Weekly Social Protection Links: 27 September 2019
Learn and leave? The ‘brain-drain’ dilemma has been on policymakers’ mind for decades; but the issue now appears at micro-level in social assistance programs too: an article by Millan et al estimates that 13 years after its inception, the Programa de Asignación Familiar conditional cash transfer in Honduras increased secondary education completion by 50%, but also rose the chance of migration by 3-7 percentage points. Bonus on brain drain: Edwards’ blog summarizes 4 recent studies on the matter.
From formal to informal safety nets: some 60M people use food banks in high and middle-income countries, raising the quandary of such initiatives being needed vs being unsustainable. A new article by Okeke‐Ogbuafor reflects on these issues in Scotland and Nigeria. In Ghana, Nourani et al show that income shocks may facilitate altruistic giving to worse-off individuals within one’s network, but too large a network can overwhelm even an altruistic agent, inducing giving to cease.
More on Africa: IPA has a handy 4-pager on the 9-year impacts of the Uganda cash grants program by Blattman et al – I discussed the paper extensively in the past, including the treatment-control convergence and fading impacts over time, but a brief is always a brief!
Speaking of briefs, a 2-pager by FAO discusses the connections between social protection and early warning systems (to be precise, ‘Early Warning Early Action systems’ are examined, including how these can translates early warnings into anticipatory action).
More on resilience! Two reports by WVI – one on cash transfers, gender and protection in Iraq, and another on linking child-sensitive programming and humanitarian assistance in Indonesia. Still on Asia, with a piece capturing perspectives from NGO and community in the wake of typhoon Mangkhut ins South-East Asia.
What about fragility? A paper by Hu and Yao use nightlights data to show that official GDP estimates in fragile and conflict-affected countries often underestimate the deterioration of the economy during shocks and recovery (h/t Laurence Chandy).
Let’s move to human capital. How do cash transfers affect nutrition? Smith produced a new 88-page guideline (summary here), with case studies from Bangladesh and South Sudan. The piece follows the general UNICEF malnutrition framework and includes some surprising facts form fieldwork – e.g., fish and vegetables are among the top 3 food items purchased by Bangladeshi beneficiaries (p.33).
I have always been fascinated by the on-the-job-learning literature, so was glad to see a paper by Graff Zivin et al estimating the impacts of performance-based compensation schemes for on-the-job learning (they provide differentiated incentives to grape vs blueberry pickers). Results? Contracts with bonuses tied to productivity targets generate faster learning-by-doing than those induced by a simple commission scheme.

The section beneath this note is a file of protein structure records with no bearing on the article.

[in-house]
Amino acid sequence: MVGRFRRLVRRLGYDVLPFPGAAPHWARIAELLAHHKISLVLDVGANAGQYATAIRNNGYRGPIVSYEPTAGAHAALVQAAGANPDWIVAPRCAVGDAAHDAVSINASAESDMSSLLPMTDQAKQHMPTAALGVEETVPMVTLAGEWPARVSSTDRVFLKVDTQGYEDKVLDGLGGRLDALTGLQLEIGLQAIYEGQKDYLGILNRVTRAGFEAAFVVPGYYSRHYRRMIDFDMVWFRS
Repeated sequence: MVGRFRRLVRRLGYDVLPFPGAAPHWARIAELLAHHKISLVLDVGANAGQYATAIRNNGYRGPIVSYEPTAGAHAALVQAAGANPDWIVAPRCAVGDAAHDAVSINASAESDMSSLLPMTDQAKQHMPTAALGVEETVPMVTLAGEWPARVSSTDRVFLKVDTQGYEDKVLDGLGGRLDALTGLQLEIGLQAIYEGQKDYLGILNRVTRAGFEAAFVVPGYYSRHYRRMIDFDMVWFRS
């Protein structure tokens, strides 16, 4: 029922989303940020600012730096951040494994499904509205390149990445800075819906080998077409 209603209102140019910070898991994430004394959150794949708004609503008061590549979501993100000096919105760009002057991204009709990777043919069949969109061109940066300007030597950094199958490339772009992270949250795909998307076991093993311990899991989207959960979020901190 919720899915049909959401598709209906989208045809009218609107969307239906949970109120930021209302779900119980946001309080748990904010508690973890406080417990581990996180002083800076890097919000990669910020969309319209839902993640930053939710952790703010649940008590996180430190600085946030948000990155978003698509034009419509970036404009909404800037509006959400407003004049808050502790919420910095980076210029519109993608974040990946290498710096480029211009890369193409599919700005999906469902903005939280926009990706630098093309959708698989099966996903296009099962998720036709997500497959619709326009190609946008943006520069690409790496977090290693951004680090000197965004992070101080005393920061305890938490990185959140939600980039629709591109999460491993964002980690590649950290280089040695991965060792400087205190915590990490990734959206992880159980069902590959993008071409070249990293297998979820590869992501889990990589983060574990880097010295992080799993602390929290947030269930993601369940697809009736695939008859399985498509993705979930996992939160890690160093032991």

Time to think differently in resource mobilization? While countries scramble to find social protection fiscal space, Torslov et al estimate that $600B in corporate profits were shifted to tax havens in 2015. That is 7.5 times the amount needed to eliminate global poverty at $1.9/day. Other ways to financing the end of extreme poverty? ODI’s Manuel et al recommend increasing tax revenues by a quarter (to the maximum level that is economically feasible) and allocating half of public spending to health, education and social protection.
A cool paper on mobility and technology: Martin-Shields et al compare how long-term residents, short-term residents, and Venezuelan migrants access and use ICTs in Bogota`. And “… as policymakers strategize on their approaches to meeting the SDGs by 2030, we want to take a closer look at how governments can use (…) three tools to do just that”, say Navis et al. What are those 3 tools? An ID, a phone, and a bank account. And speaking of phones… a blog by Madden shows that sub-Saharan Africa will add 167 million mobile subscribers by 2025, reaching a total of 623 million people – or around half of Africa’s population.
Past and future events: Cavallari has a two-part blog reflecting on this week’s conference on resilient social protection (part I and part II), while recordings from 14 sessions can be watched here. Other exciting conferences coming up, including on gender in Africa (Lome, Nov 11-13) featuring a session on gender, resilience and social protection on day 3 (h/t Amber Peterman), and the ILO’s global social protection week (Geneva, Nov 24-29).
Final announcement! Two cool jobs openings: IPA is hiring an associate director to manage and grow their social protection portfolio (h/t Nathanael Goldberg), while a new director is sought for Economic and Social Research Institute on Innovation and Technology, a joint UNU-Maastricht University venture (h/t Franziska Gassmann).
Ugo Gentilini is from the World Bank’s Social Protection & Jobs global practice. The Social Protection Links newsletter, issued every Friday, distills and discusses a selection of curated resources on the topic, from academic articles to podcasts. The blog is republished on socialprotection.org each week, offering knowledge on social protection to helps you stay on top of it — succinctly, regularly and frequently. Previous editions can be found here.
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